World AIDS Day recognized by world, regional, and local health officials

For 28 years, December 1st has been reserved to raise awareness of HIV and support those who live with the illness and those working to prevent it. 

The day established by the World Health Organization and the United Nations is recognized by health officials, communities around the world, and even here in South Bend.

“Today is just a day for us to pause and remember that we're still in the fight in regards to HIV/AIDs that it hasn't went away or anything like that. We're still fighting the same good fight even though with a lot of different advances that have come along in regards to prevention as well as medication that allow people to live a lot longer, we're still having people that are getting diagnosed as well,” said Latorya Greene, conference organizer for the 2016 Women and AIDS Conference.

Thursday, the Logan Center held the 2016 Women and AIDS Conference for continuing support of disease prevention and create awareness about the risk factors. 

“Everyone should know their HIV status, and today is a great opportunity to remind people of that. HIV is no longer the death sentence it once was. It is a chronic disease that can be managed with treatment, but it has to be detected first,” said Jerome Adams, State Health Commissioner.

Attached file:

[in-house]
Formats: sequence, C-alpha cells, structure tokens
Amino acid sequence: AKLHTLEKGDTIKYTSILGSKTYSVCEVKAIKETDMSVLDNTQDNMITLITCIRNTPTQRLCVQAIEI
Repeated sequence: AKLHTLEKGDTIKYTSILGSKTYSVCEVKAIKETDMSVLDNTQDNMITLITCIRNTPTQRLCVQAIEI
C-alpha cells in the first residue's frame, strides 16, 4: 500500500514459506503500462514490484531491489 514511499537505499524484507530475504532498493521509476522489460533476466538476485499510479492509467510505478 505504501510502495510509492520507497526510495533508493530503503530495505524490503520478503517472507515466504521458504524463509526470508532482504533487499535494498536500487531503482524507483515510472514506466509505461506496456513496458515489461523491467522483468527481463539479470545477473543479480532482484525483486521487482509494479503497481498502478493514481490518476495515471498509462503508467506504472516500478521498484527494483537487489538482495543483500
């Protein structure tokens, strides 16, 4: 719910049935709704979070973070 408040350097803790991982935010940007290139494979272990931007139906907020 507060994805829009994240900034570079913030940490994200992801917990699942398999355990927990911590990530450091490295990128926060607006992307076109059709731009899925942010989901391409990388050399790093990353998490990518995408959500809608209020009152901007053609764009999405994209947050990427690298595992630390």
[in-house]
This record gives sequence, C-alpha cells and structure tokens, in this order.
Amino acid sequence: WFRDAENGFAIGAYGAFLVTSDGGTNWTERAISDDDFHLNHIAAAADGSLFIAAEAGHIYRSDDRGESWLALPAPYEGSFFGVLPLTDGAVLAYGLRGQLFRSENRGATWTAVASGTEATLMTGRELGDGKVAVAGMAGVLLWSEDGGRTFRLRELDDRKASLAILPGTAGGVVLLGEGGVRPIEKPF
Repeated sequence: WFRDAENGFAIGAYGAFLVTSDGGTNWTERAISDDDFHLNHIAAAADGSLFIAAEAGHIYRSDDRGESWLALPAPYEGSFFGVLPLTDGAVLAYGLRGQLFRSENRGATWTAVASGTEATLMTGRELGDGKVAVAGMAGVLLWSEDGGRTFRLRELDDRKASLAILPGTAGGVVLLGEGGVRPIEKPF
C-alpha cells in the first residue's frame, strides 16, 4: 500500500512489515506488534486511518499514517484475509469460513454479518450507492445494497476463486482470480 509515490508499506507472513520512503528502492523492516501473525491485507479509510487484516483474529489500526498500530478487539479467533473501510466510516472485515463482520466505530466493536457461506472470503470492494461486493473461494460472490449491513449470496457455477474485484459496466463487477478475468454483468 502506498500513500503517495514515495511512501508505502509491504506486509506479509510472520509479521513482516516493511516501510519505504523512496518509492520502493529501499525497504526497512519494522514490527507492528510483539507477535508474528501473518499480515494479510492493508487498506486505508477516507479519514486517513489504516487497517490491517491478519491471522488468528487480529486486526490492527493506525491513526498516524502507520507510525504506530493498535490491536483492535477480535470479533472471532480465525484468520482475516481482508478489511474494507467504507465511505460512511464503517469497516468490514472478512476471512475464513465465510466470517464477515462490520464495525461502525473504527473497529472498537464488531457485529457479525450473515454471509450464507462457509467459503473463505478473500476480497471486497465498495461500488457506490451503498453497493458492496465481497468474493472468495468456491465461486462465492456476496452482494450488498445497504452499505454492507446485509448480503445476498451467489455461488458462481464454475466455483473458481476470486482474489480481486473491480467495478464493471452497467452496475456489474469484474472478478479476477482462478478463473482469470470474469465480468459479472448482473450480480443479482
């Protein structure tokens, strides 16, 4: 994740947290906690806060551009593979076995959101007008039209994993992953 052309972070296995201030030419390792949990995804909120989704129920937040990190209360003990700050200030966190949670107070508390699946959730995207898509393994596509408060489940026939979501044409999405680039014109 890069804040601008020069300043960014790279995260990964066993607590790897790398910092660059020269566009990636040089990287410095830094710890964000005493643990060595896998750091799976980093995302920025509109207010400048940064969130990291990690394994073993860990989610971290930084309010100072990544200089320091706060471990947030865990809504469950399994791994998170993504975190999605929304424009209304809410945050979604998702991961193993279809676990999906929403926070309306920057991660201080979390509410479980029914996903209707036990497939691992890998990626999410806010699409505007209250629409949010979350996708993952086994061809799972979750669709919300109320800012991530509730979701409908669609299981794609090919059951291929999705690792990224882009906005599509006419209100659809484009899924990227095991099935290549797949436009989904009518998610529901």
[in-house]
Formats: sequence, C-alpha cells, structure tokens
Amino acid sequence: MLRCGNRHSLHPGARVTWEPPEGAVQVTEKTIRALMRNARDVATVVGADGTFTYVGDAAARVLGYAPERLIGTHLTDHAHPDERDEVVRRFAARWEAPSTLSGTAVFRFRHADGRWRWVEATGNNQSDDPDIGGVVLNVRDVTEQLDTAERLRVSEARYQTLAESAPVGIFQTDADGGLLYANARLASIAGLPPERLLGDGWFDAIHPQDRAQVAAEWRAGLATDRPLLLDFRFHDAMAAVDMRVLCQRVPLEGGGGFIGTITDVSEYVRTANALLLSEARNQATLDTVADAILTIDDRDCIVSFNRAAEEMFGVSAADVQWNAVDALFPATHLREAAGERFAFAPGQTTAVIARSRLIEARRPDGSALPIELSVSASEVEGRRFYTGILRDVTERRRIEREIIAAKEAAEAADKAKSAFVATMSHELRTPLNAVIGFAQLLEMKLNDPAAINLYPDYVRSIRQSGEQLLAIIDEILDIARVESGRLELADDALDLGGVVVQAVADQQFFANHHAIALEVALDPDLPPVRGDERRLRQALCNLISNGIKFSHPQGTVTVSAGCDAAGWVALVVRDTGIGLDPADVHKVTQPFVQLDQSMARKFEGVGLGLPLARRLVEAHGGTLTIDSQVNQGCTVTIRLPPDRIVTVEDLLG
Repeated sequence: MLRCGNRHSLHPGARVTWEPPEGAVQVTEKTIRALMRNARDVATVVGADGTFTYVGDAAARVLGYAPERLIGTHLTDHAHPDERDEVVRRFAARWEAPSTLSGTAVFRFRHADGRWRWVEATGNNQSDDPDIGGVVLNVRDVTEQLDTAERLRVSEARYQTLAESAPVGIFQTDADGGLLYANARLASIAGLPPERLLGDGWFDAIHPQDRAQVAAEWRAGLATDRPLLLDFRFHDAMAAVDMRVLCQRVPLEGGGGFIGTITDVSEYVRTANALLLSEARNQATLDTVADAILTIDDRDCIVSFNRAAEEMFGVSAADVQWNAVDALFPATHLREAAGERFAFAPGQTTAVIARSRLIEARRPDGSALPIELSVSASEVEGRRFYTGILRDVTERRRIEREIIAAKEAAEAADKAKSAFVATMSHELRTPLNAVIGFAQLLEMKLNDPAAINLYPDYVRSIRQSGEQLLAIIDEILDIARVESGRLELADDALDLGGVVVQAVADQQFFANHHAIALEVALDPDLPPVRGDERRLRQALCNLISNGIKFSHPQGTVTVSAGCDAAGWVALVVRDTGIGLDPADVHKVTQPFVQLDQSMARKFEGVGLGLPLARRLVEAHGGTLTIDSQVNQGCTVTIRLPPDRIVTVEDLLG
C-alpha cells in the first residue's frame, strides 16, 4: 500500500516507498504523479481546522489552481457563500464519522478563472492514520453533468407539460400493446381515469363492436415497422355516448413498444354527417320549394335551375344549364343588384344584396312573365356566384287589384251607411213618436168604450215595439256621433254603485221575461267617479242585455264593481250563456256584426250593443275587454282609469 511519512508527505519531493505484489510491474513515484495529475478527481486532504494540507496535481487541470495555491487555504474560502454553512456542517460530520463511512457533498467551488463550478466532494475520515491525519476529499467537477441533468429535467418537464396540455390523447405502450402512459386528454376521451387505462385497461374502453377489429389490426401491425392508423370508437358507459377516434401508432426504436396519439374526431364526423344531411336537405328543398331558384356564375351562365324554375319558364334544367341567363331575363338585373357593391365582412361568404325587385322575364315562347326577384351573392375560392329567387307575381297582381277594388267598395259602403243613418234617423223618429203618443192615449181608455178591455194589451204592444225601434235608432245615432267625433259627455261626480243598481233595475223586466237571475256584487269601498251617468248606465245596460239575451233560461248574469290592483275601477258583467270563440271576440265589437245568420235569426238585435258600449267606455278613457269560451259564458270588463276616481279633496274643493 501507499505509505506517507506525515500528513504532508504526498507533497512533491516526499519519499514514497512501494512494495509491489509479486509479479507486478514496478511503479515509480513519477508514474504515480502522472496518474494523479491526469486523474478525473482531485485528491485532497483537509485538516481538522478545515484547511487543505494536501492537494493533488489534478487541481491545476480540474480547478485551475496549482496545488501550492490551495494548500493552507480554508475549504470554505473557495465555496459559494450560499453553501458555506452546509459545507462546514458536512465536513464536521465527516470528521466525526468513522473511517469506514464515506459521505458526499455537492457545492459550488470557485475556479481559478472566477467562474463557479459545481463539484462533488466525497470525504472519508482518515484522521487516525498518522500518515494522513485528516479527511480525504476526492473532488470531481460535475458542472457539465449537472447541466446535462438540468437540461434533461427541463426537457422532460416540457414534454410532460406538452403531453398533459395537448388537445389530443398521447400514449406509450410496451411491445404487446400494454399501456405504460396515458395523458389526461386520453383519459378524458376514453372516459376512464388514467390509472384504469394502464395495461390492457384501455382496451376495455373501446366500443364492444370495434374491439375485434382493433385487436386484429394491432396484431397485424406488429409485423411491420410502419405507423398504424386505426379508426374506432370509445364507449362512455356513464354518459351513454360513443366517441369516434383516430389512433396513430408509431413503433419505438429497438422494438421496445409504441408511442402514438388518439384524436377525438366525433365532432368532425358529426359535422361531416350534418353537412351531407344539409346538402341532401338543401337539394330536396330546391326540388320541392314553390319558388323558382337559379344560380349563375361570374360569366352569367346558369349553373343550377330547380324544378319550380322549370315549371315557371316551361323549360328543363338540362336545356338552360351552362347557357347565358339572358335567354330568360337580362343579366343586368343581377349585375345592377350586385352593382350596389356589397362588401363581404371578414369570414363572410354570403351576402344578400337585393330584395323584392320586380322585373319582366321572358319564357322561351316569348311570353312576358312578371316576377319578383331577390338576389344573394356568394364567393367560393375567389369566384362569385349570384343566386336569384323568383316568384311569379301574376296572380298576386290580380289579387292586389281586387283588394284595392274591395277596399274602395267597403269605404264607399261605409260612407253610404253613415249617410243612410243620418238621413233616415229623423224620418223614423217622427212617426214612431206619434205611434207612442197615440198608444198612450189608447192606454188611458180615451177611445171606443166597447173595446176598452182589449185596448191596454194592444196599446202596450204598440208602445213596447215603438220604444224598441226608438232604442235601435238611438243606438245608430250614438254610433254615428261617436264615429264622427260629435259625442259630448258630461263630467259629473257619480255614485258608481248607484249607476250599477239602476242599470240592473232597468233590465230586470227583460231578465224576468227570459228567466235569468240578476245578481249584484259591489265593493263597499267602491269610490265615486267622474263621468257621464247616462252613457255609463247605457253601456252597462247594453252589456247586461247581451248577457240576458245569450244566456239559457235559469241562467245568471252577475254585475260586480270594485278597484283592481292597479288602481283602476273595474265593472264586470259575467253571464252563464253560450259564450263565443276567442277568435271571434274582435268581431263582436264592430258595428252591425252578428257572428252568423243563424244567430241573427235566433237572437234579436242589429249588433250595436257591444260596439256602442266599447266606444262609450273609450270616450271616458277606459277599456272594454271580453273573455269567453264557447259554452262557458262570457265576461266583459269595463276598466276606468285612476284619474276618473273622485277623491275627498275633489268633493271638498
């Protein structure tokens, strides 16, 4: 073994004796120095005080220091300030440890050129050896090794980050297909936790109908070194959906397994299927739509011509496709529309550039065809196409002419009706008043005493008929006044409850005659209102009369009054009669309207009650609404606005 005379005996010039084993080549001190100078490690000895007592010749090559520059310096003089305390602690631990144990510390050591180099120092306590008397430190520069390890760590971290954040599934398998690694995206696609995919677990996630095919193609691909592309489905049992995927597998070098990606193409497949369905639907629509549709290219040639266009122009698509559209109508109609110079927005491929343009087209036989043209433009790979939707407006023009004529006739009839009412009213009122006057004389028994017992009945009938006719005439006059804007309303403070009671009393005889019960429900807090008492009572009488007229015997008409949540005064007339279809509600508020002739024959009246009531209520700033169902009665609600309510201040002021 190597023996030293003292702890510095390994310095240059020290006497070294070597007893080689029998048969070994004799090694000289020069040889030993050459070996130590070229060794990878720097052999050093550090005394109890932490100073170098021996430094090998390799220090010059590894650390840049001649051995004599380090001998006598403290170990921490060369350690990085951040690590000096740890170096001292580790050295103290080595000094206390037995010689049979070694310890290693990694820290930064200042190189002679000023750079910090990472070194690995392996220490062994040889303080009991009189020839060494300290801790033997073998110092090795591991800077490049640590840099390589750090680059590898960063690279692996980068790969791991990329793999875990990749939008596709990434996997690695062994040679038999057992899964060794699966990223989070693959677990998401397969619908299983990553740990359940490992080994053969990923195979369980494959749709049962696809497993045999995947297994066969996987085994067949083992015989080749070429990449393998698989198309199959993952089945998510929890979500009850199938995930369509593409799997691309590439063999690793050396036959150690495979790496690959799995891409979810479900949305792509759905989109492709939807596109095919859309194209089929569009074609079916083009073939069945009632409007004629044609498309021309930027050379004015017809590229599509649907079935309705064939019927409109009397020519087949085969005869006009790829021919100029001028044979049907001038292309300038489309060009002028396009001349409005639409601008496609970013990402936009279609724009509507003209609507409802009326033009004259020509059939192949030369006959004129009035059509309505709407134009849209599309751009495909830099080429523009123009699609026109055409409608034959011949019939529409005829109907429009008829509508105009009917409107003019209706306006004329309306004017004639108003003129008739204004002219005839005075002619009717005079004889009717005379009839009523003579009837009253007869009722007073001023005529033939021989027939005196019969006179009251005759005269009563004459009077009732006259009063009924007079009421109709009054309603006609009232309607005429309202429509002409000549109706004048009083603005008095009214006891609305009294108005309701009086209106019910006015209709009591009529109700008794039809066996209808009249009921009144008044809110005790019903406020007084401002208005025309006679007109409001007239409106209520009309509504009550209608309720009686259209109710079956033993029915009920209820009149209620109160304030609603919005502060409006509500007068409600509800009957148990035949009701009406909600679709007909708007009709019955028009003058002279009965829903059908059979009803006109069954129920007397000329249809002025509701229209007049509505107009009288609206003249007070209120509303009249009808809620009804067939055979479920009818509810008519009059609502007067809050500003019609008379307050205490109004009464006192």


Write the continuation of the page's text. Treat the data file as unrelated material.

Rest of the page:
According to the Indiana State Department of Health, nearly 12,000 Hoosiers currently live with HIV/AIDS. 

The ISDH says they intend to honor those who have been impacted by the disease by displaying panels of a quilt to celebrate the lives of those who have died from the illness and members of the HIV/STD division will distribute red ribbons.

“On World AIDS Day, ISDH will be side-by-side with our many external partners as we continue to shine the spotlight on this disease that continues to affect the lives of so many,” said Dennis Stover, director of ISDH’s HIV/STD division.

With the many awareness programs in place, the recent presidential election has some worried about the potential impact on the future of policy. 

During the conference, Policy and Legislative Coordinator at the AIDS Foundation of Chicago says the Trump Administration could be problematic for HIV policy. 

“In regards to HIV policy, the fact that they have no platform is really problematic. Eliminate bad policy. Eliminate policy that's based on bad science. Eliminate laws that try to keep people safer. The intention is to keep people safe, but it really just throws people down the prison pipeline,” said Brockenborough.

Through it all, those at the conference agree if the current generation of women and men are going to be saved, people must educate themselves about this ‘ongoing epidemic.’

For more information on HIV/AIDS testing, click here.

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